It’s time for industry, the FAA, and the US National Weather Service to work together, deploying and seeking full use of weather camera capabilities.

The author stands in front of a prototype weather camera station supporting HAI HELI-EXPO 2022 at the Dallas (Texas) Vertiport, March 2022. (Hughes Aerospace)

Weather cameras are an integral part of aviation safety, particularly in general aviation, and they’re critical for vertical flight decision-making. “Weather cameras provide a cost-effective solution, enhancing safety for pilots,” says Mike LaMee, VP of aviation at Med-Trans Corp. and EagleMed. “AWOSs [automated weather observing systems] are often cost prohibitive for operators and don’t provide a complete picture of the weather.”

“It is critical that the [helicopter air ambulance] industry develop a solution for, and better access to, approved weather sources to increase information available to pilots to make more informed decisions,” adds Warren Carroll, director of safety innovation at Metro Aviation. “We need more approved weather sources in more places to fill in the gaps in the network of existing, approved weather sources. This will enhance the safety of all vertical aviation operations and is precisely the reason Metro Aviation was the first nongovernment entity to voluntarily join the FAA program to test the capabilities of the weather camera systems.”

Feedback from pilots shows weather cameras are favored over AWOSs during go/no-go decision-making. If a picture is worth a thousand words, time-lapse weather images are worth an encyclopedia’s worth of text.

The implementation of FAA weather cameras in Alaska is purported to have achieved an 85% reduction in weather-related accidents. This significant statistic can’t be overlooked and provides compelling evidence for making the use of weather cameras a priority. Yet, today, the FAA’s weather camera network has incomplete coverage. Sadly, rather than expanding and completing the network, the FAA has indicated that this program’s funding is to be cut.

It is therefore time to examine and unlock the “go” potential of these weather cameras. When clear-day images are present with distances to known objects, pilots can determine the prevailing visibilities and trends. It is also reasonable to expect pilots to be able to determine when ceilings are above 1,000 ft.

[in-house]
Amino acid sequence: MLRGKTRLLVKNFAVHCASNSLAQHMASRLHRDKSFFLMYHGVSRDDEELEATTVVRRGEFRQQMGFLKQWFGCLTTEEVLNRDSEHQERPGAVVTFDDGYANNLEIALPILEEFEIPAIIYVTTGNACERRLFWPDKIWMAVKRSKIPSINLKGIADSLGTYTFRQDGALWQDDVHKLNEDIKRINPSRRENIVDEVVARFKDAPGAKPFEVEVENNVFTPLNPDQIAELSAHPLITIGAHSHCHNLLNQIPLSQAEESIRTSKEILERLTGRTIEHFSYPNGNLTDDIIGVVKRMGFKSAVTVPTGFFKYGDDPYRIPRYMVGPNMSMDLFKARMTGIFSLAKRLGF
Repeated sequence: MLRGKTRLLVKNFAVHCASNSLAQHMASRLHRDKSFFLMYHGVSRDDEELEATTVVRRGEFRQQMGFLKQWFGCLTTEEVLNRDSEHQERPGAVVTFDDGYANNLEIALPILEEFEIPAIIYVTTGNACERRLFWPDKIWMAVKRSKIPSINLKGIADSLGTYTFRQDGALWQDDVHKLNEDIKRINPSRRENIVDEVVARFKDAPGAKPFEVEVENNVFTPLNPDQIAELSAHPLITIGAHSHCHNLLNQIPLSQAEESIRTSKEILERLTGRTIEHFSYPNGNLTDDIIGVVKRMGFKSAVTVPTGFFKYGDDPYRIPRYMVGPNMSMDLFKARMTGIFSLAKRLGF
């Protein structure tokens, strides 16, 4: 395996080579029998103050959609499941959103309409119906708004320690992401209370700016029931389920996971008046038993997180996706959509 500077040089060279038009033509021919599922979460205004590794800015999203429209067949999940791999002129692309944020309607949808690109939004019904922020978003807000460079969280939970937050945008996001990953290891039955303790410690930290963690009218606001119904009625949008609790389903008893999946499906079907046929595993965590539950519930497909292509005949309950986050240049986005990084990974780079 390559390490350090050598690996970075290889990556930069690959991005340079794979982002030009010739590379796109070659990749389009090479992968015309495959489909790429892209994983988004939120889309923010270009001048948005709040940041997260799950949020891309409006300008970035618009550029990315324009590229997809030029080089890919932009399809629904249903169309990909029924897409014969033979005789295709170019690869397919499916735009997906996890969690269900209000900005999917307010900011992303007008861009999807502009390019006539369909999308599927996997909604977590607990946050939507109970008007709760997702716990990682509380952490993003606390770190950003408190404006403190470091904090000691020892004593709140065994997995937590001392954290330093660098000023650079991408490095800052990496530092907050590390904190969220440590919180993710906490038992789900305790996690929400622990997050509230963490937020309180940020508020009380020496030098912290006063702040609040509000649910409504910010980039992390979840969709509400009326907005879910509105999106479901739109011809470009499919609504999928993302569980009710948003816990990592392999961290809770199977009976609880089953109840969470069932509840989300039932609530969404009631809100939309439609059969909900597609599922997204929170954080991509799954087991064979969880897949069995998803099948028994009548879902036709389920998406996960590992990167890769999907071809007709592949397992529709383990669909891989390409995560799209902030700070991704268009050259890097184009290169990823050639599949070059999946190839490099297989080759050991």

It’s time for industry, the FAA, and the US National Weather Service to work together, deploying and seeking full use of weather camera capabilities. In addition to their use in preflight planning, weather camera images could also be included with ADS-B In to allow non-Wi-Fi–equipped aircraft to use the weather cameras during flight.

Use of FAA weather cameras has been shown to reduce the accident rate in Alaska, but the sluggish pace of the program’s expansion has frustrated those who seek similar reductions in the Lower 48 of the United States.

Given the weather cameras’ successful linkage to accident reduction in Alaska, the sluggish pace of the program’s expansion has frustrated those who seek similar reductions in the Lower 48.

“While some budget-savvy stakeholders in select regions should be applauded for securing state funding and private capital for aviation weather camera systems, a federal commitment to expand and sustain a nationwide network is paramount,” says James Viola, president and CEO of HAI. “Many fatal accidents linked to inadequate preflight weather awareness and uninformed decision-making can be easily prevented with a simple weather camera. I challenge our lawmakers and government budget managers to reward success—and continue funding this proven resource that has saved so many lives and will get us much closer to our vision of zero fatal vertical aviation accidents.”

For more on this topic, see “Spotlight on Safety, Part 1: See the Weather as It Is, Not as You Would Like It to Be!”

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Chris Baur

Chris Baur

Chris Baur, FRAes, MBA, is president of Hughes Aerospace Corp. in Houston, Texas; industry co-chair of the US Helicopter Safety Team; and a helicopter pilot.